And based on that distance you can start to cluster points together that are all roughly the same distance from a certain point, say 59,1. The fun part of this is that this distance is the radius of a circle. So if you would plot every possible coordinate at that distance you will see a circle emerge.

In looking at clustering algorithms I also encountered something called Manhattan distance, but this algorithm only makes sense if you are working in a grid with roughly equidistant lengths to the other coordinates in this space. Normally the shortest distance from A to B would be a straight line, as the Euclidean distance shows. However, if the movement from coordinate to coordinate is restricted to straight lines, say the grid layout of a lot of North American cities, then Euclidean distance cannot apply. This is the same problem a taxi faces when trying to find the shortest distance to drive from A to B and as such the algorithm is also known as the taxicab distance or geometry. It takes the sum of the absolute value of the subtraction of the respective coordinates of each point. So if you take point p and q again, the distance would in this case be:

>>> abs(33 - 82) + abs(52 - 19)
82

Now, if you would plot all possible coordinates with that distance you will see a circle emerge again. However, keep in mind that a circle is nothing more than a set of points with a fixed distance (the radius). In this case our geometry uses a differently defined distance. If you would plot this out with a finer and finer grid the circle shape that emerges is a square rotated 45° so that it rests on its point.

# JSONP with Werkzeug

So I had implemented a simple JSON data server with Werkzeug for a classroom experiment. Unfortunately in my haste to get everything up and running I totally forgot about the fact that, since we cannot allow uploads to this server of various custom made webpages, using jQuery's $.ajax() everything just fails since it will then be a cross-site scripting request. So, normally you would do something like the following in order to return JSON data: return json.dumps(data) Which would be used with the$.ajax() call in a way like the following:

$.ajax({ type: "POST", url: "http://example.com/json/something", data: "parameter=value", dataType: "json", error: function(XMLHttpRequest, textStatus, errorThrown){}, success: function(data, msg){} });  Which is perfectly fine for scripts getting and using the data on the same host/domain. But, as said before, this will fail with warnings similar to: "Access to restricted URI denied" code: "1012" nsresult: "0xdeadc0de (NS_ERROR_DOM_BAD_URI)". One way out of this is using JSONP. jQuery has a$.getJSON() function, which loads JSON data using a HTTP GET request. Now, the simplistic way to convert your code would be to change it as such:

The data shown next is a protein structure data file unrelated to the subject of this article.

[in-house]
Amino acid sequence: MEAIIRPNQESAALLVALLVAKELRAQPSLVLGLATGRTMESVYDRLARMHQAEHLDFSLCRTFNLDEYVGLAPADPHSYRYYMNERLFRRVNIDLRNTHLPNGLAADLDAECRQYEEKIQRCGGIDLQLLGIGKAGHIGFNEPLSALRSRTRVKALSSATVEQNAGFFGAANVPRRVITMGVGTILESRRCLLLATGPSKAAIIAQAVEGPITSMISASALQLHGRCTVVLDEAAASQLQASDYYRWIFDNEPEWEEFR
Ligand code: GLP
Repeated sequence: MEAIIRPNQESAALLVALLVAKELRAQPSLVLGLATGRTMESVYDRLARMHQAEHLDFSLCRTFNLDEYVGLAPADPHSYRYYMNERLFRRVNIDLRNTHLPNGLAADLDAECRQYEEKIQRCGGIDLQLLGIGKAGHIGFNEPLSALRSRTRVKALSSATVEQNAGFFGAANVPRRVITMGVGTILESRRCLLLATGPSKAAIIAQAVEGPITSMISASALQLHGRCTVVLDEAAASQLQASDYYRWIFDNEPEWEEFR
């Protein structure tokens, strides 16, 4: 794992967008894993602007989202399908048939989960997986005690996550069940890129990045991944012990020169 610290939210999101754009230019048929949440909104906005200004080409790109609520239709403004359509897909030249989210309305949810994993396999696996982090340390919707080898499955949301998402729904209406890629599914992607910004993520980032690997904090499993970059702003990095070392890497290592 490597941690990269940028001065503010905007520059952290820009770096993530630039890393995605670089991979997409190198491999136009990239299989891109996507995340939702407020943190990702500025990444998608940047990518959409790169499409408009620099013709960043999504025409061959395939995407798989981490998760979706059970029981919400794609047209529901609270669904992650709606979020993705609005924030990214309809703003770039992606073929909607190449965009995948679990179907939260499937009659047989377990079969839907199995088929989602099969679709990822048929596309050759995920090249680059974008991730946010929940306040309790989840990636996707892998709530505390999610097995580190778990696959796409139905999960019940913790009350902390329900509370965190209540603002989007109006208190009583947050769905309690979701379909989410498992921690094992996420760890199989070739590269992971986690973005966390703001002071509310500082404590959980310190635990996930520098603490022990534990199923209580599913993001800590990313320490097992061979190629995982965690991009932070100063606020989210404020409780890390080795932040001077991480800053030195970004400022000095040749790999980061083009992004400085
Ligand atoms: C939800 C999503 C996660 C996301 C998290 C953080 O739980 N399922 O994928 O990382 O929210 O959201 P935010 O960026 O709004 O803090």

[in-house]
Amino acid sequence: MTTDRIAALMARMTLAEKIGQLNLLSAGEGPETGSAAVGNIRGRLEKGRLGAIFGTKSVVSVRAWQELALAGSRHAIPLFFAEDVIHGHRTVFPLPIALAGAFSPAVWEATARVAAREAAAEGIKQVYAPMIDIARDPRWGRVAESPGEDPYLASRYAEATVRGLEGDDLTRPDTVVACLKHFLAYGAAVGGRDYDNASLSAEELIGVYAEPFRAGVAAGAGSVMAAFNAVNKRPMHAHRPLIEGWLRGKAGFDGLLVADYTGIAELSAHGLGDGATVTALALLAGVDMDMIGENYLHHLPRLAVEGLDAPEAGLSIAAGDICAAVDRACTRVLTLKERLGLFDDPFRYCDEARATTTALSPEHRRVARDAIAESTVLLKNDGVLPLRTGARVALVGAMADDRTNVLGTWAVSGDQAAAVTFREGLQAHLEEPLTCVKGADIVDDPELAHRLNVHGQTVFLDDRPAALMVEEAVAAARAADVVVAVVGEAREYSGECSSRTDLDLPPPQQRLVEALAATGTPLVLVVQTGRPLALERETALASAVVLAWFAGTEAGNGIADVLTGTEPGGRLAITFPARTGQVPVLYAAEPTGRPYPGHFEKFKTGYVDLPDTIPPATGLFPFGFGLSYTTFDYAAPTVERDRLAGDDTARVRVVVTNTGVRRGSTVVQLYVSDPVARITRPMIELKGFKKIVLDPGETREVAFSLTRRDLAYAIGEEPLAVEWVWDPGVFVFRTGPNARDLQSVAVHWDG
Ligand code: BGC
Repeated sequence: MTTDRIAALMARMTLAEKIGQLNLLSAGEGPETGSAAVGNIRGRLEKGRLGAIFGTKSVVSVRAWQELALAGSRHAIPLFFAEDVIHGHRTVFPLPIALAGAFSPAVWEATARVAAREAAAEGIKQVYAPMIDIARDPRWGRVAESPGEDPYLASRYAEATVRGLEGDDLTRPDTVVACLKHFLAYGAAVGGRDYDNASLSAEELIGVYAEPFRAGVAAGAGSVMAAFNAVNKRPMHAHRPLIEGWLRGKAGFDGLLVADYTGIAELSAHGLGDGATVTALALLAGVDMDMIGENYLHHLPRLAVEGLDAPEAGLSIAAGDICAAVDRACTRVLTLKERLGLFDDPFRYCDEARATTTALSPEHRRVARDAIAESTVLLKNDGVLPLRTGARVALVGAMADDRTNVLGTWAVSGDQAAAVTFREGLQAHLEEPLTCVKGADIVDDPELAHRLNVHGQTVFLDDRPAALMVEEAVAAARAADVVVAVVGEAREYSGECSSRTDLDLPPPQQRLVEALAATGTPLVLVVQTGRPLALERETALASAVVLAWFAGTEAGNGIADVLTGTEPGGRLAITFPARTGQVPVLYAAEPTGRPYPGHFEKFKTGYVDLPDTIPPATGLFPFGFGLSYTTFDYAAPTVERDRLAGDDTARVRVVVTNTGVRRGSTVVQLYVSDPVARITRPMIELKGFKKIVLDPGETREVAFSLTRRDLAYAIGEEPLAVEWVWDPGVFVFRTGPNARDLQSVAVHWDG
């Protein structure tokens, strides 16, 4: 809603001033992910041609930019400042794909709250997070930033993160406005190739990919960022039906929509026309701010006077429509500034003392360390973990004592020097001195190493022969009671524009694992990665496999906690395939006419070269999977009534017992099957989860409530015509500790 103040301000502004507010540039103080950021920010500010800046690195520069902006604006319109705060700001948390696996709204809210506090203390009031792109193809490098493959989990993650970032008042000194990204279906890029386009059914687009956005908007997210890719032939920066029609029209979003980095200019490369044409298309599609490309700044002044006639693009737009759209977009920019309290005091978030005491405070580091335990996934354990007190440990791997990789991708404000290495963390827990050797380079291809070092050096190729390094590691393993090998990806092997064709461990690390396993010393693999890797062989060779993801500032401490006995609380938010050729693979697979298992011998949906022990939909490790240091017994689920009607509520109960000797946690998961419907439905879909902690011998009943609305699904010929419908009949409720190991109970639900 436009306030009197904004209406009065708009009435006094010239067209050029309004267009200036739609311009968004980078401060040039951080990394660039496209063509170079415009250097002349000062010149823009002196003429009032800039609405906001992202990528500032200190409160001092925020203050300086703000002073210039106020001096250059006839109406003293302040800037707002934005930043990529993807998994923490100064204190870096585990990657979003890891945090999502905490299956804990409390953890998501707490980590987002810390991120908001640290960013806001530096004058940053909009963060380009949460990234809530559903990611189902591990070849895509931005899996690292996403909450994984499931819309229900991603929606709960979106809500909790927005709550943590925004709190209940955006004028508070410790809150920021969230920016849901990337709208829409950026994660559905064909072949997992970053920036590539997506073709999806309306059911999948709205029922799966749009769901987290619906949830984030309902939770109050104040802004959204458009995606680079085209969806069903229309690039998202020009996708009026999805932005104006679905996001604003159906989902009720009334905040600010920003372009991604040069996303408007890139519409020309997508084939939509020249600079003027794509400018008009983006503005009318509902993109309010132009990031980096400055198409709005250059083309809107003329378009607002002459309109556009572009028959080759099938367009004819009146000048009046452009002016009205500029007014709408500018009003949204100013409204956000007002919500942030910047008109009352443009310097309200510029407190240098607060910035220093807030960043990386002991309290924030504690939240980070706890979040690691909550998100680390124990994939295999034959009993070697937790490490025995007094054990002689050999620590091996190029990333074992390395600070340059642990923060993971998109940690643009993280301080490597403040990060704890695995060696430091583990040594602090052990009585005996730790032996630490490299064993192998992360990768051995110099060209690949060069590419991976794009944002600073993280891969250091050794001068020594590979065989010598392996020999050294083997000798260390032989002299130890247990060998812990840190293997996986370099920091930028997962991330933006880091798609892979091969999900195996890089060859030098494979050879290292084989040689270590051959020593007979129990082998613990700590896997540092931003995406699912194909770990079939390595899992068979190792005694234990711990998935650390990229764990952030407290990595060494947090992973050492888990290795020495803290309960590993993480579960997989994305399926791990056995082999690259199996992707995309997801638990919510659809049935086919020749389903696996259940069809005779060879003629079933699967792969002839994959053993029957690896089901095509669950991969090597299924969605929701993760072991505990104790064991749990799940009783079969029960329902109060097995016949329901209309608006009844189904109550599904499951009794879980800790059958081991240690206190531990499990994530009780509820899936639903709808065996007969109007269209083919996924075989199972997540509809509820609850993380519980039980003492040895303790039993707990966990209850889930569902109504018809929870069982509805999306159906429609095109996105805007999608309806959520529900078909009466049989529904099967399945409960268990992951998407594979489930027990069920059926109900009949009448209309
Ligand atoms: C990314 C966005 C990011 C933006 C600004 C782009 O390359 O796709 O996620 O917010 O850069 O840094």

$.getJSON("http://example.com/json/something", function(data){} );  But this causes another issue. Since$.getJSON() GETs the JSON data, but doesn't use eval() on it, but instead pulls the result into script tags, it somehow causes,on Firefox at least, an invalid label error. In order to fix this you need to set up the JSON data server to properly support a callback argument, to use $.getJSON() how it is meant to be used: $.getJSON("http://example.com/json/something?jsoncallback=?",
function(data){}
);


In the code above the additional parameter jsoncallback will, thanks to jQuery, get the question mark replaced by an alphanumeric string (typically in the form of jsonp followed by a timestamp). This value should be used to wrap the resulting JSON data with. This means you would have to change the initial Python code to something like this:

return request.args.get('jsoncallback') + '(' + json.dumps(data) + ')'

Of course this causes problems when you want to reuse the code for both AJAX use on the same host/domain and use it from outside. So in order to make both work you can test on whether or not the callback parameter is available and return the appropriate data. I came up with this little snippet for that:

def jsonwrapper(self, request, data):
callback = request.args.get('jsoncallback')

if callback:
return callback + '(' + json.dumps(data) + ')'
else:
return json.dumps(data)

# Python's sys.stdout loses encoding

When you use Python with sys.stdout you might run into a problem where sys.stdout.encoding suddenly becomes None. This happens due to the fact that upon using a pipe or redirection, at least under Unix, it falls back to not knowing anything about the target. In order to work around this you can add a fallback to use locale.getpreferredencoding(). So if you use encode() on a string you can do something like:

from locale import getpreferredencoding

text = u"Something special"

print text.encode(sys.stdout.encoding or getpreferredencoding() or 'ascii', 'replace')

This is how we currently use it within Babel as well for printing the locale list.